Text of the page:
Oral health is an important part of staying healthy. But today Americans are having trouble accessing the dentist. Not only is there a shortage of dentists and dental equipment and supplies but the cost of dental insurance is often too high.
Many dentists won't treat Medicaid patients and reimbursement rates in the federal-state program are extremely low.
Now a new type of dental practioner might be available for patients. Dental therapists. Dental therapists are limited practitioners who are trained to do "basic" dental work, including X-rays, preventative care, filings and extractions. In the countries where they practice today, most of them are carefully supervised by fully licensed and trained dentists.
Are dental therapists in your future? Some states are planning to regulate dental therapy, but the American Dental Association actually disagrees.
A recent study lead by Dr. David Nash, a pediatric dentist and the William R.Willard professor of dental education at the University of Kentucky College of Dentistry, showed that dental therapists could benefit people in areas where there is a shortage of dentists. Dr. Nash said the study was "absolutely unprecedented" and should "put to rest once and for all" the controversy over whether dental therapists are a safe and effective way to provide basic dental care for people in areas where there is a shortage of dentists."
Dental therapists were introduced in 2005 in Alaska. Isolated villages accessible only by air were serviced by dental therapists. These communities had no dentist or dental care available until dental therapists. In Minnesota a handful of people have been trained as dental therapists and began treating people in under-served areas several months ago. Five other states are currently considering legislation to provide for dental therapists.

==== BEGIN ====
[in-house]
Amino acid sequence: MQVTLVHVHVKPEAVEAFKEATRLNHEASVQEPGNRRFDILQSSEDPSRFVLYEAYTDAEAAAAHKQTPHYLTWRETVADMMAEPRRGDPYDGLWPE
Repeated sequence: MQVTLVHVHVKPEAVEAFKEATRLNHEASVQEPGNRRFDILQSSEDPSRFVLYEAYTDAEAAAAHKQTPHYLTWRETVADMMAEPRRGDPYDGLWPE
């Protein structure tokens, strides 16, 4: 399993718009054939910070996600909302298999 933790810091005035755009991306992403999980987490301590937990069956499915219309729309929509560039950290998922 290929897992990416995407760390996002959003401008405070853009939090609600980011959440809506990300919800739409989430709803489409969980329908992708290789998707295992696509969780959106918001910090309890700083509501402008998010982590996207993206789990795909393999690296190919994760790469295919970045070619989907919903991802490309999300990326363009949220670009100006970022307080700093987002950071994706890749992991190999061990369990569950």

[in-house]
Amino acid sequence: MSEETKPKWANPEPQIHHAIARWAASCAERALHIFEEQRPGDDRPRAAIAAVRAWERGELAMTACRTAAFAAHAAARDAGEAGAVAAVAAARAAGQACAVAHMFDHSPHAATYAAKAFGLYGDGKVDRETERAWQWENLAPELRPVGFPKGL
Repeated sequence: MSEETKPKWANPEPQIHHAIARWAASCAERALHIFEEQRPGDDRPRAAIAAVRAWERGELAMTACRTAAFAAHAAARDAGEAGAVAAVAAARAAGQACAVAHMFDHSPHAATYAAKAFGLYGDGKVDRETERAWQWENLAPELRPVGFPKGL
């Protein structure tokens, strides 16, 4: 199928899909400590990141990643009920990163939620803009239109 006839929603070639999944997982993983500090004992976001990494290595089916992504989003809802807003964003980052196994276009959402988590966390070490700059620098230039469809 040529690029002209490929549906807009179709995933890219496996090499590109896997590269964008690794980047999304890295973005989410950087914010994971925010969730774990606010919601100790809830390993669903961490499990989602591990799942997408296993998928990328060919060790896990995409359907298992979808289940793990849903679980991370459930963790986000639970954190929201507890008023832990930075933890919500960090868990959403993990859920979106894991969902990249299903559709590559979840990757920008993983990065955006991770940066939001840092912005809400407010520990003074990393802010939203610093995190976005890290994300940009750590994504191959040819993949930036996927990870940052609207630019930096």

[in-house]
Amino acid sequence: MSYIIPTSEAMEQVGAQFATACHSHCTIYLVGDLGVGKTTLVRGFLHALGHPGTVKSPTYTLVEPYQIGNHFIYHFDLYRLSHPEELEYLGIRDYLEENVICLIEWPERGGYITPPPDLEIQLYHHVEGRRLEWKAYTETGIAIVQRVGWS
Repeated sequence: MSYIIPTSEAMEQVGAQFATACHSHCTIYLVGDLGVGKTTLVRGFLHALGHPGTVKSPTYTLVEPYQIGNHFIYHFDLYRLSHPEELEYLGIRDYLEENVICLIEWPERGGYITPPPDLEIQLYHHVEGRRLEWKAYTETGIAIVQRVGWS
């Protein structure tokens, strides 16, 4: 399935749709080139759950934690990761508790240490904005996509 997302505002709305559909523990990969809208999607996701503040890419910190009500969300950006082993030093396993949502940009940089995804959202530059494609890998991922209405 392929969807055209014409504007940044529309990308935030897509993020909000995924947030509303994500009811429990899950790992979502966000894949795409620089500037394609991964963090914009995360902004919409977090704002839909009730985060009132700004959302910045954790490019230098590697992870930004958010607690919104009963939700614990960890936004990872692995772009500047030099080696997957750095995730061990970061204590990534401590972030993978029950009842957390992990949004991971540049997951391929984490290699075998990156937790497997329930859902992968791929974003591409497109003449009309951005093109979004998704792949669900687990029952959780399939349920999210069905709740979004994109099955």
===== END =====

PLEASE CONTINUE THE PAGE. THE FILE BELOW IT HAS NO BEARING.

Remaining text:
In recent years, studies conducted by the federal government and some private foundations have determined that nearly 40 percent of the American population doesn't see a dentist at least once a year. There are hundreds of pockets across the country where there aren't enough dentists to serve the number of people who live there. Despite Dr. Nash's study the ADA is not convinced that more dental therapists will help.
The American Dental Association states, "Training more people to X-ray, file, and pull teeth doesn't cut to the heart of the issue." "America's dental crisis will only be reversed through more structural changes," a statement said, including community water fluoridation; first dental visits by age one; oral health education, assessments and sealant programs in schools; better integration with the medical community; and "realistic funding of care for those in greatest need."
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